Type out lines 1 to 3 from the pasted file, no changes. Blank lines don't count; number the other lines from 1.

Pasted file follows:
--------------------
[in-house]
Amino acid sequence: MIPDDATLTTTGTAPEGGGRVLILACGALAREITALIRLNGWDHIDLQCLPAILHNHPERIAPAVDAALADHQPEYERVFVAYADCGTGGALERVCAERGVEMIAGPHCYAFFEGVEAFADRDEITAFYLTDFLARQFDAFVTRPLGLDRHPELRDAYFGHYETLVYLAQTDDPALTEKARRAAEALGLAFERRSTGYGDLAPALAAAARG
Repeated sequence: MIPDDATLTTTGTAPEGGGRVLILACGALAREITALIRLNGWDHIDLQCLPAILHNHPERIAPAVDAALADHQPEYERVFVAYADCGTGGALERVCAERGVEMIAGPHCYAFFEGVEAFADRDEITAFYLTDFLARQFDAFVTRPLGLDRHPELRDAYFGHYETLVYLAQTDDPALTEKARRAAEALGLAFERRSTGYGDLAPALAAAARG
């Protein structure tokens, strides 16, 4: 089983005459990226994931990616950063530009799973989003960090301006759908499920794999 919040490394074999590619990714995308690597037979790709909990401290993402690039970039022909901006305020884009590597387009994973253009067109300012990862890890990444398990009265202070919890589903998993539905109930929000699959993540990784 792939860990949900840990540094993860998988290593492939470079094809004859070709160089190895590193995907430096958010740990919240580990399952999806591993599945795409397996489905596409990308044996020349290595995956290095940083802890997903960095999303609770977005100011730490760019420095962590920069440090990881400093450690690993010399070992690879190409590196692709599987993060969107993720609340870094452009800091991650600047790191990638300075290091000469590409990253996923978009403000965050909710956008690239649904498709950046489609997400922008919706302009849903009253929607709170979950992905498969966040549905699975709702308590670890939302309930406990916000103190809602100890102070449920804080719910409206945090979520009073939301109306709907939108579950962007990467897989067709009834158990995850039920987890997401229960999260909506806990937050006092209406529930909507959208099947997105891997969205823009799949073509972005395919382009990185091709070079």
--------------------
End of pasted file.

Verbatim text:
[in-house]
Amino acid sequence: MIPDDATLTTTGTAPEGGGRVLILACGALAREITALIRLNGWDHIDLQCLPAILHNHPERIAPAVDAALADHQPEYERVFVAYADCGTGGALERVCAERGVEMIAGPHCYAFFEGVEAFADRDEITAFYLTDFLARQFDAFVTRPLGLDRHPELRDAYFGHYETLVYLAQTDDPALTEKARRAAEALGLAFERRSTGYGDLAPALAAAARG
Repeated sequence: MIPDDATLTTTGTAPEGGGRVLILACGALAREITALIRLNGWDHIDLQCLPAILHNHPERIAPAVDAALADHQPEYERVFVAYADCGTGGALERVCAERGVEMIAGPHCYAFFEGVEAFADRDEITAFYLTDFLARQFDAFVTRPLGLDRHPELRDAYFGHYETLVYLAQTDDPALTEKARRAAEALGLAFERRSTGYGDLAPALAAAARG